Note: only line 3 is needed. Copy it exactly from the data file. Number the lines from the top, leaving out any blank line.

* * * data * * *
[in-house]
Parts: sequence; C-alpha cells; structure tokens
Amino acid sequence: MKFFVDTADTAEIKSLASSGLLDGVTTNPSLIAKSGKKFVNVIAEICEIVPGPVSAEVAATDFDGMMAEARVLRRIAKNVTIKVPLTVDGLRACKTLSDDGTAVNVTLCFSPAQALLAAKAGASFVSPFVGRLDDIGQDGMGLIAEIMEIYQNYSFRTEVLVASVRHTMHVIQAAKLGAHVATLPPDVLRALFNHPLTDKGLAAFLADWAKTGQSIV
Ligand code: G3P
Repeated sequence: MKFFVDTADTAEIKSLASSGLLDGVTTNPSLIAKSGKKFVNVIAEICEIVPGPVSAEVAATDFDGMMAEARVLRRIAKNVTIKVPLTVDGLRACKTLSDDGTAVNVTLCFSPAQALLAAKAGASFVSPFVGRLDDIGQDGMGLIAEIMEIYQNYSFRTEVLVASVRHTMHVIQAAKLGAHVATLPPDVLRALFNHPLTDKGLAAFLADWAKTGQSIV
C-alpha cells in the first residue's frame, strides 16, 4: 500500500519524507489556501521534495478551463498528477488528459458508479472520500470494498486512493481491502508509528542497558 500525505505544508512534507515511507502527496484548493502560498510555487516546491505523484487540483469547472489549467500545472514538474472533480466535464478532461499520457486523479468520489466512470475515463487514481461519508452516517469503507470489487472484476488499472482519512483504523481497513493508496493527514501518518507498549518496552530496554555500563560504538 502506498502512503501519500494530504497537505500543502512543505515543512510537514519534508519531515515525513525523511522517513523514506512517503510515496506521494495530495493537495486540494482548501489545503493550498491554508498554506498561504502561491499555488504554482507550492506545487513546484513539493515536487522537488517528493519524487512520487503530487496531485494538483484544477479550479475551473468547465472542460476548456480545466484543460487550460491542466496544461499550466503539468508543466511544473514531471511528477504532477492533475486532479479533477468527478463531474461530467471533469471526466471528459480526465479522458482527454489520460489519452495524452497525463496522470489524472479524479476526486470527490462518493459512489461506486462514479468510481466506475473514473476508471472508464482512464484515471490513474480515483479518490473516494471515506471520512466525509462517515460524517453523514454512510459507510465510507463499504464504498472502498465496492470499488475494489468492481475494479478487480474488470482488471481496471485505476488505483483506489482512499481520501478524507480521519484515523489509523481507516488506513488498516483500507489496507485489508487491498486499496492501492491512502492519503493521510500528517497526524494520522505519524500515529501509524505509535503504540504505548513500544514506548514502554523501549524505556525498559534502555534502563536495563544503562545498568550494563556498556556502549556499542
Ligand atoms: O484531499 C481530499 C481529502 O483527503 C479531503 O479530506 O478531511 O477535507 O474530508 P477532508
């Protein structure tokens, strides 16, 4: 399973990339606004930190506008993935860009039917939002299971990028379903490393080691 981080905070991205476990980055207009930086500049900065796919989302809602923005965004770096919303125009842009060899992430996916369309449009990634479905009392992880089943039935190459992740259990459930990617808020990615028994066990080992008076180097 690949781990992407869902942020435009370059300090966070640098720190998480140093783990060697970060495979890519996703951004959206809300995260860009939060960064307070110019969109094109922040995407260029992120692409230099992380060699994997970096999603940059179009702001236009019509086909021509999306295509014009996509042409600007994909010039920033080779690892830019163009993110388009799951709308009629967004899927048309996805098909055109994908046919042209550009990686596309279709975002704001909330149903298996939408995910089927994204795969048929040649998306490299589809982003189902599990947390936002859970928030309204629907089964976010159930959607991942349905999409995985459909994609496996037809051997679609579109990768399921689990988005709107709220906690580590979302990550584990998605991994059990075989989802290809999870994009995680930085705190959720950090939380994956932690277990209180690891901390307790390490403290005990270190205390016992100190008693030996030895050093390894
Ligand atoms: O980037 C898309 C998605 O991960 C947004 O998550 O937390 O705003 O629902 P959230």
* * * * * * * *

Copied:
Amino acid sequence: MKFFVDTADTAEIKSLASSGLLDGVTTNPSLIAKSGKKFVNVIAEICEIVPGPVSAEVAATDFDGMMAEARVLRRIAKNVTIKVPLTVDGLRACKTLSDDGTAVNVTLCFSPAQALLAAKAGASFVSPFVGRLDDIGQDGMGLIAEIMEIYQNYSFRTEVLVASVRHTMHVIQAAKLGAHVATLPPDVLRALFNHPLTDKGLAAFLADWAKTGQSIV